The arousal of the "victim" feeds that of the speaker, who finds that her girlfriend's fantasy is quickly becoming her own. When the scene seems to be over, the speaker wants reassurance:

“Was it everything you wanted?” I can't help but ask, my mind just as spent as my body.

A thorny look comes into her eyes. She picks up her panties and comes back to me, pushing me onto my back.

“It was, yes. But now it's my turn.” 

This “flipping” scene seems likely to be replayed over and over between the lovers.

"L is for Love" is a hurt-and-rescue fantasy involving Gina, a writer who is scheduled to do a reading at the library where her idol, the head librarian, accidentally knocks Gina to the ground and then makes amends and confesses that she has admired Gina for awhile.  

"N is for Never" has a somewhat similar plot: Professor Susan has no intention of ever admitting aloud that she has a crush on her bold student Tia, who reads part of a lesbian romance story to the class. But Susan has confided her feelings to her diary, which conveniently slips out of her briefcase and is retrieved by Tia, who reads it before going to Susan's home to return it. Tia must convince Susan that their forbidden attraction doesn't actually involve a conflict of interests. Student-and-teacher fantasies seem to have a perennial appeal, possibly because acting them out in the real world is usually more problematic and likely to produce messy results.  

"E is for Erotic" is about an office seduction: woman in raincoat stalks into the building where Julia, her workaholic girlfriend spends too much time, and makes an offer that Julia can't refuse. "D is for Daring" is about another office romance, but in this case, the speaker secretly admires one of the higher-ups, an apparently heterosexual woman who is going through a painful divorce. The speaker wants her to feel loved, so she woos her anonymously with presents and letters. In due course, Emily responds and shows that she already knows the identity of her secret admirer.

"A is for Animal" is another poignant story about a trapped, seemingly "normal" wife. In this case, the setting is a southern farm where “the missus” meets her lover Catherine in the barn more often than is safe, whenever the "boss man" is away. The possibility of a tragic ending is implied when the two women are almost caught.

"H is for Higher" is another story about risk-taking, appropriately set "atop one of the largest hotel casinos in Vegas." A femme named Eve accepts the dare of a butch named Broderick by coming to her room, where a device like an exercise bicycle has been modified to provide extreme sensations.

"N is for Naughty" is another adrenalin-driven story. It seems less realistic than most of the others, but is one of my favorites. The narrator, Diem Rushton, is a female vigilante who puts the fear of the Goddess into a mad-dog pimp and is then rewarded by a glamorous waitress who does a lap-dance to Beyonce's "Naughty Girl." The waitress is working her way through graduate school and has steadfastly refused to "dance" (sell sexual services) for men. Dancing for Diem, of course, is a different case.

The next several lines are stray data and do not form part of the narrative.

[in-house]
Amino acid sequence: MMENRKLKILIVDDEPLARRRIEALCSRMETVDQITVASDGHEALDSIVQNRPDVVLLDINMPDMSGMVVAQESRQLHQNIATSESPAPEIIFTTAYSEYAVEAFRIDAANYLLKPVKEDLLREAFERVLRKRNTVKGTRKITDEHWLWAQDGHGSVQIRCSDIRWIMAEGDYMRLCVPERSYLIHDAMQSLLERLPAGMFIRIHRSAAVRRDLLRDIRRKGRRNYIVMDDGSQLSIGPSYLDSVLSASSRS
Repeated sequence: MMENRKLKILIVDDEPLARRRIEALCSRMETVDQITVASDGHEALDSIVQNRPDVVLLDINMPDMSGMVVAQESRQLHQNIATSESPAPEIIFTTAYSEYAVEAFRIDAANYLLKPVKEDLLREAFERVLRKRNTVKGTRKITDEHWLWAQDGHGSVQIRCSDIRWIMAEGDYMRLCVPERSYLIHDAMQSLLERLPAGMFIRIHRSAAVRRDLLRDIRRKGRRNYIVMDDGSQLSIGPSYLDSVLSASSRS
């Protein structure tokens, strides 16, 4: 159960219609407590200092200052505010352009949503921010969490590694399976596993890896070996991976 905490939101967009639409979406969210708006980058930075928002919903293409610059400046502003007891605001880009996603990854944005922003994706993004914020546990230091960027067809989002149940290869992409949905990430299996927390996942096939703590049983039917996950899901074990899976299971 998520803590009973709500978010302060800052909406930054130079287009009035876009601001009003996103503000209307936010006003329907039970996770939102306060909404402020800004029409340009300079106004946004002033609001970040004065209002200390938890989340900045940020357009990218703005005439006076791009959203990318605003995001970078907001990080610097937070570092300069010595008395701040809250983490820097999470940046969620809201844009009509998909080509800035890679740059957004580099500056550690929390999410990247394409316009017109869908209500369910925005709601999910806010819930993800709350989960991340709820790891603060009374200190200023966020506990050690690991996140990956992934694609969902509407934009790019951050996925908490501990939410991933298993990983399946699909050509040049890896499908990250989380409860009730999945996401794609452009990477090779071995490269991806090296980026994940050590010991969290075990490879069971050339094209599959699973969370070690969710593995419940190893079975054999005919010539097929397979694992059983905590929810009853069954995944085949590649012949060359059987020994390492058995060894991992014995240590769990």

Sex work as a labor of love is also featured in "S is for Sensual." In this story, a young American woman has an unforgettable encounter with two professionals in Amsterdam, paid for by her good friend who knows what Camille needs to recover from her painful breakup with an unfaithful girlfriend. The professionals, Anna and Maria, guide Camille through an hours-long ritual which begins with a soothing bath and escalates to bondage, massage, tickling, flogging, hot wax, tongue teasing and dildo action, followed by refreshing sleep. By the time Camille's friend returns for her, Camille has been healed. She appreciates the bilingual pun of the name of the establishment:

Camille boarded her bike and they set off down the road. As the wind played with her hair Camille thought back to the words on the sign. “De Mender.”

"The Mender."

Mending what is broken is a major theme in these stories. In several cases, visual art allows for the transcendence of limitations. In "B is for Beautiful," the speaker is impressed by Iris, the attractive woman she meets at a small-town gas station. She is surprised to discover that Iris is a blind artist who likes to sculpt clay images of her models after learning their bodies by touch.

In "O is for Orgasm," Lauren the photographer lures Therese into a photo shoot with two other models. The seduction which follows is actually what Therese needs to overcome the fear of intimacy which has previously kept her sexual responses -- and her relationships -- brief and unsatisfying. "E is for Everlasting" is a gentler story about a relationship between a woman who needs to heal from childhood sexual abuse and the resourceful lover who enables her to trust. This story concludes the book, and it implies that the two women will have a long future together.

These stories make good bedtime reading, and could lead to sweet dreams. Read them and see.